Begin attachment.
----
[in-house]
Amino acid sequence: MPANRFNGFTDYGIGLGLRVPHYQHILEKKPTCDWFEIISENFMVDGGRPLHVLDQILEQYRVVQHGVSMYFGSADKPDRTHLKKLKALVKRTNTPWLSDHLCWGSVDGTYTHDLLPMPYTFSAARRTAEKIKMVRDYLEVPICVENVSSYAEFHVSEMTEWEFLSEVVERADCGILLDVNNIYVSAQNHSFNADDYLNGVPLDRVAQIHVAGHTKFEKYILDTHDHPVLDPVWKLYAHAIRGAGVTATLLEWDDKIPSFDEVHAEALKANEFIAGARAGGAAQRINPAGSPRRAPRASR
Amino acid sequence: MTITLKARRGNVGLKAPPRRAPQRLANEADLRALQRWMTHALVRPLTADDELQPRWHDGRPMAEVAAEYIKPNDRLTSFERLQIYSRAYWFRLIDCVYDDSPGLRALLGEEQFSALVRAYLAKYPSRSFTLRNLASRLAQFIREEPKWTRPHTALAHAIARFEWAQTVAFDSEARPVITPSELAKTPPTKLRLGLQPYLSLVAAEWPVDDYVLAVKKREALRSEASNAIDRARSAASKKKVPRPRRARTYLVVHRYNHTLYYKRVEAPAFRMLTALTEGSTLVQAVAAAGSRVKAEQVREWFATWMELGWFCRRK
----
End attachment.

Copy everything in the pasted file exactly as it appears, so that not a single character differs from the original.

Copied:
[in-house]
Amino acid sequence: MPANRFNGFTDYGIGLGLRVPHYQHILEKKPTCDWFEIISENFMVDGGRPLHVLDQILEQYRVVQHGVSMYFGSADKPDRTHLKKLKALVKRTNTPWLSDHLCWGSVDGTYTHDLLPMPYTFSAARRTAEKIKMVRDYLEVPICVENVSSYAEFHVSEMTEWEFLSEVVERADCGILLDVNNIYVSAQNHSFNADDYLNGVPLDRVAQIHVAGHTKFEKYILDTHDHPVLDPVWKLYAHAIRGAGVTATLLEWDDKIPSFDEVHAEALKANEFIAGARAGGAAQRINPAGSPRRAPRASR
Amino acid sequence: MTITLKARRGNVGLKAPPRRAPQRLANEADLRALQRWMTHALVRPLTADDELQPRWHDGRPMAEVAAEYIKPNDRLTSFERLQIYSRAYWFRLIDCVYDDSPGLRALLGEEQFSALVRAYLAKYPSRSFTLRNLASRLAQFIREEPKWTRPHTALAHAIARFEWAQTVAFDSEARPVITPSELAKTPPTKLRLGLQPYLSLVAAEWPVDDYVLAVKKREALRSEASNAIDRARSAASKKKVPRPRRARTYLVVHRYNHTLYYKRVEAPAFRMLTALTEGSTLVQAVAAAGSRVKAEQVREWFATWMELGWFCRRK